Kozol’s Ordinary Resurrections:
Children In The Years Of Hope
Much has been made in recent
months of the problem of fiscal inequality in school spending.
No matter who raises the issue—parents, educators, school reformers,
or politicians—the concept that spending $5,200 on a child in
the South Bronx, while a Great Neck child receives up to $18,000
on his education, makes any sense is difficult to reconcile.
And in this compelling, provocative
and utterly absorbing account of the lives of some of the children
and teachers in the Mott Haven section of the Bronx, author Jonathan
Kozol makes it clear why this issue matters so much, for the future
of public education, society, and these particular children he
cares about so deeply.
This book should make you mad.
You don’t have to agree with all Kozol’s arguments (yes, more
money spent on teacher salaries and supplies for children in the
South Bronx would help, as would smaller classes, but what Scarsdale
and communities like it offer to their offspring goes beyond excellent
schools and beautiful campuses) to realize that these Mott Haven
children face nearly insurmountable obstacles to obtain simply
a basic education.
Kozol, who has previously written
about this community, if not these particular schools or children,
in Savage Inequalities and Amazing Grace—takes a slightly different
approach here. His goal is to make the reader see these children
as wondrous, distinctive, unique personalities in the process
of being shaped and developed by their experiences at school,
at home and in their neighborhood—and not merely as some abstract
statistical reflection of an impoverished underclass.
As he writes, “Children live
in a land of candy bars, pencil sets, Elmo dolls”—even these children
whose lives have been the subject of so much sociological study.
For Kozol, what matters is seeing these children, who live in
a community plagued by AIDS, childhood and adult asthma, absent
(read: incarcerated) fathers, drugs and violence, as children
who can still be charmed by the arrival of butterflies in a garden,
entranced by an adept teacher’s reading aloud of a story, or engaged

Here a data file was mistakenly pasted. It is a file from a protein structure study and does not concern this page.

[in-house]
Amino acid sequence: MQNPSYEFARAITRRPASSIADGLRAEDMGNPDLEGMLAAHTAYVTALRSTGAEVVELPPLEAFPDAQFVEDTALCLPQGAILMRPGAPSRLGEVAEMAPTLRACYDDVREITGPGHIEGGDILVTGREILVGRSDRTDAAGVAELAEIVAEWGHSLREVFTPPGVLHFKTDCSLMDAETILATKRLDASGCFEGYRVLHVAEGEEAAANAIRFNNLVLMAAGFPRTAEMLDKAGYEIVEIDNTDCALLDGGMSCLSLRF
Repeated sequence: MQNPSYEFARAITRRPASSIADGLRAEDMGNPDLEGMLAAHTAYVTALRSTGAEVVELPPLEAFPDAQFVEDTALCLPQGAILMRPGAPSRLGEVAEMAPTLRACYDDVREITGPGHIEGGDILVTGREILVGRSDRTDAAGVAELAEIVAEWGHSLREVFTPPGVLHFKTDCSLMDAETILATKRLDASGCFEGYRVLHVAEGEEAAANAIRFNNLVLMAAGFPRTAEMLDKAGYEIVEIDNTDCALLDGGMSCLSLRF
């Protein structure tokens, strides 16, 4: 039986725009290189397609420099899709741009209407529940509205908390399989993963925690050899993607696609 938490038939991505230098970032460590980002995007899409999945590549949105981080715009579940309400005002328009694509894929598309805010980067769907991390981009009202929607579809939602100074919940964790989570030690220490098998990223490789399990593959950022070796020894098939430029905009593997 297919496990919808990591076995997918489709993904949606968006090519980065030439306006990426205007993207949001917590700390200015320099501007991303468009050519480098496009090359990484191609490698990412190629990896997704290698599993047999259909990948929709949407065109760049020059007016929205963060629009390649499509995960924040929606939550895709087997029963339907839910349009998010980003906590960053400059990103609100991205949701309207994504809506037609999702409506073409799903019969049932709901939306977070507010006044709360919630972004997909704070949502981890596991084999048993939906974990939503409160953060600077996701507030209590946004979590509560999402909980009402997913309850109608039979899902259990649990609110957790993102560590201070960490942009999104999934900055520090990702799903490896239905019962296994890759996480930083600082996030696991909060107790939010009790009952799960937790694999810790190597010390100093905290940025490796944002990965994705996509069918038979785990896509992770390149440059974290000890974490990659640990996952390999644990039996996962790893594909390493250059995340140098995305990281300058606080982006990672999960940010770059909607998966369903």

by a sympathetic visitor to confide their dreams and struggles.
Kozol follows a group of children
whom he meets at St. Ann’s, a local church’s afterschool program,
whom he visits during their regular school days at P.S. 30 and
other public schools. He introduces the reader to gifted and dynamic
principals, as well as imaginative and resourceful teachers, who
refuse to give up on these children. And he also introduces the
reader to the grimmer reality of over-crowded lunchrooms, incompetent
administrators and indifferent teachers, in whose hands the fate
of so many of these children lie.
Perhaps most depressing about
his description of these children’s lives is the inescapable economic,
environmental and social racism that pervades their existence.
Most of these children live near a medical waste incinerator.
In nearby Hunts Point, there are some 40 garbage or recycling
plants. Kozol writes, “Do children of doctors, financiers and
publishers have to look outside their windows at trash burners
every morning? Then why should little Mariposa (a four-and a half-year-old
he meets, who has chronic asthma) have to do so?”
And he rails, rightly, against
a distorted system of education that looks at schooling as a way
of producing measurable “outcomes” (the wrong way to approach
standardized testing) or sees children as so much “investment
value.” He writes, “Why are we to look at Elio and see a future
entry-level worker rather than to see him, as we see our own kids,
as perhaps a future doctor, dancer, artist, poet, priest, psychologist,
or teacher, or whatever else he might someday desire to be? Why
not, for that matter, look at him and see the only thing he really
is: a seven-year-old child?”
While Kozol is careful to point
out that the children who attend PS 30, where there is a ferocious
advocate in the form of their principal, Ms. Rosa, and St. Ann’s
afterschool program, are luckier than many in this community,
by having access to protective and caring adults, adequate food,
books and art supplies, they do not escape the same problems that
plague other inner-city children. Few have medical insurance,
get eye exams, regular dental care—or any of the other basics
that middle-class and upper-class children have to even think
Despite the innocence and goodness
he witnesses among these children on a daily, spontaneous basis
that touches Kozol, their predicament is clear. The author recognizes
that “Most of these children here, no matter how hard they may
work and how well they may do in elementary school, will have
no chance, or almost none, to win admission to the city’s more
selective high schools, which prepares these students for good
universities and colleges.” Their parents, too, “when they look
ahead into the middle schools and high schools of the area,...recognize
the outer limits of the opportunities that this society is giving
to their children.” And that’s a pity, and a shame, on the rest
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